On Sept. 28, completely avoidable circumstances could cause a lot of stress and heartache for more than 150 residents at the Vermont Veterans Home in Bennington.
That's the deadline for home management to remedy multiple violations that caused Vermont's Division of Licensing and Protection -- a government agency that enforces federal standards -- to cite the home and threaten to pull $12 million in federal funding that comes to the home from the Centers for Medicare and Medicaid Services. To give you an idea of the sense of urgency the home management has attached to the violations, one of them occurred in May 2012 and it has still not been addressed as I write this.
Caring for the Vermont veterans who literally call the facility home are more than 200 nurses, caregivers and other dedicated employees, most of whom have worked at the home more than five years. Like the veterans, the caregivers are equally concerned about the looming possibility of the home losing its federal money and certification -- and possibly even closing.
The state has already warned that the money may not be there to continue operating the home if the federal money goes away (the state did continue to fund the Vermont State Hospital after it lost CMS money and certification). If the state can't -- or won't -- make up the difference, nearly two-thirds of the home's current resident population will almost immediately be displaced and forced to move to unfamiliar new locations (some out of state even) and be in the care of what initially will be strangers.
The caregivers say it shouldn't have come to this and they want to assure Vermonters -- especially those with family members at the home -- that they are doing everything in their power to work with management to fix the problems that have led to this potential crisis, prior to Sept. 28 deadline. But it's been frustrating.
As one caregiver recently wrote to Governor Shumlin: "[Employees] have for several months been trying to get management, administration and [the home] governing board to listen to us and address these issues before they destroy our wonderful nursing home. Unfortunately, we received nothing but constant runaround, blame shifting and outright dismissal of the importance of the situation."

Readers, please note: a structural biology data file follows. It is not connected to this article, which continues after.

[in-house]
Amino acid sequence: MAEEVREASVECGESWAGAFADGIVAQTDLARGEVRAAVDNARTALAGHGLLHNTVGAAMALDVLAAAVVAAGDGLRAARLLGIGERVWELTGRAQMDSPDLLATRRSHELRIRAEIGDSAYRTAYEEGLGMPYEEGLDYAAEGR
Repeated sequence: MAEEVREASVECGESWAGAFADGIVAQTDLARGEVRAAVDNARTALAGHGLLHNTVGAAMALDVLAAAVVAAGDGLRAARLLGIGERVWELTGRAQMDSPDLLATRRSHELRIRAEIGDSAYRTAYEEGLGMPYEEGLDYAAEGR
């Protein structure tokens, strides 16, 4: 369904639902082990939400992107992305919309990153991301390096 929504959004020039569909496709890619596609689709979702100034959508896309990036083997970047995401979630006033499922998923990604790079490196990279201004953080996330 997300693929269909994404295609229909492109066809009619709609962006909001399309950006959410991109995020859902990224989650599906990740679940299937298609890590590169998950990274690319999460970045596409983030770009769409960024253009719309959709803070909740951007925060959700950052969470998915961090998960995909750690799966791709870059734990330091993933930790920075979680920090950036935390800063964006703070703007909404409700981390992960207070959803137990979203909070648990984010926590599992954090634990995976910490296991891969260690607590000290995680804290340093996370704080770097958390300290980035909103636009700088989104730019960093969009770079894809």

For months, even years, the home caregivers and their union, the VSEA, have been trying to sound an alarm about the toll chronic short-staffing and mandatory overtime are taking on the facility's work force. In fact, some the home nurses, caregivers and other employees rearranged their busy schedules to participate in a July "Put Patients First" public forum in Bennington to educate concerned citizens and legislators about the home staffing crisis.
The home management's ongoing response to employee concerns has been promises and pledges, yet the problems persist and all of the unfortunate incidents that are currently jeopardizing the home's funding and certification remain. In each of the incidents documented by Licensing and Protection, caregivers say short staffing is the root cause for the events that occurred. In two incidents, licensed caregivers were so busy with other veterans that the home management turned a blind eye and assigned certain specialized work to caregivers not licensed to perform the jobs they were being ordered to do. In the other incident, staffing was so short that no caregiver was available to assist a resident in need.
The home management argues that what caregivers call "staffing" issues are really only "scheduling" problems, but it's not a fair characterization. While it's true the home management can often show the required number of caregivers being present at the facility "on paper," VSEA caregivers argue that the larger issue is with how those caregivers present are being utilized and directed by their superiors.
When VSEA asked the president of the Vermont Federation of Nurses and Health Professionals to look at the home staffing issues, she reported back: "What I have seen/heard of the home staffing situation and management's description of how they are addressing it, appears to be inadequate all the way around. Moving staff around in a schedule with many holes is what we refer to as "squeezing the balloon. It doesn't address the root cause which is not enough staff."
The home caregivers and VSEA stand ready (as they have all along) to work with the home board of trustees and the home management over the next week to avert a potential disaster for hundreds of Vermont veterans and their family members.
In many ways, these veterans are like family to the people who provide their daily care, and these caregivers know the negative impact this potential upheaval will have on their residents. The problems at the home are in no way insurmountable, but in order for things to begin to get better, caregivers believe there must first be an acknowledgment by the home management that a staffing issue does exist and that it will be fixed. Vermont's veterans deserve nothing less.
John Reese is president of the Vermont State Employees Association.